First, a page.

One factor that might save us, though, is the class question. Destroying the railways was one thing, but there the people involved were mostly oh-so-unsexy, unreconstructed, male working-class strivers. Fresh meat for the market state. The BBC, however, has been something like the Church was in the 19th century – the career of choice for the younger sons and daughters of the educated middle classes, absorbing great swathes of recent graduates every year and positively dripping with public respect. British politicians since Gladstone (“an insular country subject to fogs and with a powerful middle class”) have rarely come away from a row with the suburbs with all their limbs. Tackle the BBC again? Now that’s gonna hurt.
Oh Christ…”Dr David Kelly told a UK diplomat he would probably be “found dead in the woods” if the UK invaded Iraq, the Hutton inquiry has heard.”
It gets worse.
“Mr Broucher said the remark was made after Dr Kelly had explained to him that he had assured senior Iraqi officials that if they cooperated with United Nations weapons inspections they would have nothing to fear.
“The implication was that if the invasion went ahead, that would make him a liar and he would have betrayed his contacts, some of whom might be killed as a direct result of his actions,” he said.
“I asked him what would happen then. He replied, in a throwaway line, he would probably be found dead in the woods.”
Mr Broucher said he had thought Dr Kelly was talking about possible Iraqi vengeance.
“I now see that he may have been thinking on rather different lines,” he added.”
Indeed he may. (BTW, wasn’t it Freudian that Tuesday’s mistress of state morality said he’d been killed?)
I naturally tried to get in to the inquiry for Campbell’s turn on the grill. I even got up earlier and got to the Royal Courts of Justice just under an hour earlier than on Monday. It didn’t help – a queue of around 160 people had gathered. I recalled that 40 tickets were available. Obviously, my dear blog, I would have to jump the queue. Aiming at some Mancs near the front, I engaged them in conversation. Simple hustling, no? Get into their group and slide in behind them once the queue began to move. Yes. Things were going well, when a fat busybody ahead of us began to show signs of activity. It was a porker, embarrassingly male, belly bulging out of a ridiculous blue-and-white striped sports jacket’n’slacks – huge scowl, heart-attack red with weeks of sun and gin. Curiously, a pin bearing the sign of the CIA was visible in his lapel. The shade of red darkened and turkeyish sounds were audible. He is looking at me…definitely..what a bore!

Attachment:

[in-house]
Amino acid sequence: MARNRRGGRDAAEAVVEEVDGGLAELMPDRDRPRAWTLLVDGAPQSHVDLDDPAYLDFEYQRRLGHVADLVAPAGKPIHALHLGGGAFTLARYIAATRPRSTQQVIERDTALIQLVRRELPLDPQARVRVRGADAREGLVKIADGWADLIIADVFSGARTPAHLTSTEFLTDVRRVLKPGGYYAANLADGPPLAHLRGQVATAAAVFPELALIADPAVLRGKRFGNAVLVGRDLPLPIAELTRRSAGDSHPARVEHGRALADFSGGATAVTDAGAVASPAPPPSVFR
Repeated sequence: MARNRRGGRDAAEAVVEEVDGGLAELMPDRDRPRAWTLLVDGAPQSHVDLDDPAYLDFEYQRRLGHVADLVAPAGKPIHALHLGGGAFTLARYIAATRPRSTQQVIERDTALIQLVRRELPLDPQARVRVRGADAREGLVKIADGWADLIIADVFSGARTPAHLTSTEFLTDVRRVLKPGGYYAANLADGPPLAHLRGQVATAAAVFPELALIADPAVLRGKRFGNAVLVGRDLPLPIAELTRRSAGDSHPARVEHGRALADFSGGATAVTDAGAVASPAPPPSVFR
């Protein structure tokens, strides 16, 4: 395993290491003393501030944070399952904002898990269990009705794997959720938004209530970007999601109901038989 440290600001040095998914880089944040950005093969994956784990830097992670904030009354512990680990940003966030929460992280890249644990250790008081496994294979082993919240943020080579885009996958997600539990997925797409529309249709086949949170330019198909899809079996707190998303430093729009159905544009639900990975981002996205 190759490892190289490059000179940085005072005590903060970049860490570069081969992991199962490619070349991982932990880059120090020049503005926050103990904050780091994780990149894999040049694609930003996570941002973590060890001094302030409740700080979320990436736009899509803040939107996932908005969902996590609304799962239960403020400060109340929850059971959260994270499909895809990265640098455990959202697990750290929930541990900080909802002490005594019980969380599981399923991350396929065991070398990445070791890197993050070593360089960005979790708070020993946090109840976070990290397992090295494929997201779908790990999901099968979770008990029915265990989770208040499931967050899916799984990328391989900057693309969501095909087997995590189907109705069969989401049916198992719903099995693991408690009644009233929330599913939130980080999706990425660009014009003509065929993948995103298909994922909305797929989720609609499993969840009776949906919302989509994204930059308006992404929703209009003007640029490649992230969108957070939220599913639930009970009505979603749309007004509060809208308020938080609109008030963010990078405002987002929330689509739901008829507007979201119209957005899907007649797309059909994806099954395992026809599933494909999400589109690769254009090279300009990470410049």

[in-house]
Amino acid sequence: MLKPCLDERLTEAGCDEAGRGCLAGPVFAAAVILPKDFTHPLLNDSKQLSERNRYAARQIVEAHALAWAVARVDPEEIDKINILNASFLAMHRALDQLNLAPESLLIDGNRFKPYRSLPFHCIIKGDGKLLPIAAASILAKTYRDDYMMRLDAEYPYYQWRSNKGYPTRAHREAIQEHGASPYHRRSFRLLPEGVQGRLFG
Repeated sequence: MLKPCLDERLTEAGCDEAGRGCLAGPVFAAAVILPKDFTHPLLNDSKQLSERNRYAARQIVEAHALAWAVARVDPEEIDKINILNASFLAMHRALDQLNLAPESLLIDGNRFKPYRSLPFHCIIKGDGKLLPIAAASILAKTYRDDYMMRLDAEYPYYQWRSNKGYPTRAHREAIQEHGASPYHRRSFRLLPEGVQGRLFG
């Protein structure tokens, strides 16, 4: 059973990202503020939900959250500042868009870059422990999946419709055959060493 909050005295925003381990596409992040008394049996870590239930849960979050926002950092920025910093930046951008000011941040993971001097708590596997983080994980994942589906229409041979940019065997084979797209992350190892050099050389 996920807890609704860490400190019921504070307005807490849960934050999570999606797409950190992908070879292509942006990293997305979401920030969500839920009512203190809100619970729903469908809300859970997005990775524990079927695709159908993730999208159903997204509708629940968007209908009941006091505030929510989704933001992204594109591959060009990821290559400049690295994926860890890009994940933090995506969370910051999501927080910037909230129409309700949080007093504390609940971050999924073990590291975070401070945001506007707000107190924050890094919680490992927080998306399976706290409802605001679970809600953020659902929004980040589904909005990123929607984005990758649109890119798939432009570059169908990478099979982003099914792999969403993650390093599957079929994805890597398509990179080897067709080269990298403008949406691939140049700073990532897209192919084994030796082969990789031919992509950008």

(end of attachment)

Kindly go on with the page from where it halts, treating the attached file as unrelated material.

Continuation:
“Bray bwah jumping the queue!” I said – “Yes.” Hoping to brazen it out. He addressed the general public – “He won’t get in yaknow – I’ll see to it that you don’t get in the first ten!”
“Can I ask you why you’re wearing a CIA badge?” I stalled. “Indeeed youth may”.
“I just have, 007.”
“None of your bishness!”
Kiboshed. So I queued. Naturally, when I reached the front of the queue, no tickets. But at least there had been some entertainment…I was behind a pathologically neat woman who looked like Miss Moneypenny’s boss, to take the James Bond theme a little further before hurling it behind a convenient hedge. We spoke of news websites, and blogging. That wasn’t too bad, but then we had to get on to the matter at hand. And this was that terrible moment when an otherwise simpatico person suddenly opens up and reveals the terrible leathery fangs, green saliva, obscene stench, Jewish conspiracy hobby…all that good stuff.
She began by declaring that “I heard you use the word rational..well I think the public’s reaction to this has been very irrational and emotional. It’s Diarna (that was how she pronounced it) all over again!” I remarked that this was rather more serious. “Oh, I quite agree. But what people will not understand is that Kelly was killed (eh?) because he lied! He said one thing to his chaps, and another thing to this – journalist.” (To get the sense of this remark, replace “journalist” with “smallpox” or “rat” or “paedophile” or “Nazi”.)
“You see, he showed no loyalty. Loyalty!” At this point I endeavoured to point out that perhaps a conflict existed for Kelly between conscience and loyalty, but she was building up a dangerous head of pomposity….”Nobody is at all loyal these days, and if there is no loyalty to authority then there is no morality at all. These 18-30s ransacking through Greece! And this drugtaking!”
I felt my gob gaping at this remarkable statement. Loyalty to Authority indeed! “I can’t really see my way to considering “my country right or wrong”, or worse “my government right or wrong”, to be a particularly moral statement – after all some of the worst crimes and errors in history have been committed just like that..” But this wasn’t going to deny her – “If he had any concern, he should have confided in his line manager – instead of … whispering to this journalist!” (rat, smallpox, nazi – you get the picture)” The previous days, I thought, had shown exactly how much confidence Dr. Kelly could have had in his line manager. She erupted – “What are you – 22,23,24? What experience do you have? You’ve never been a civil servant (actually I have)!”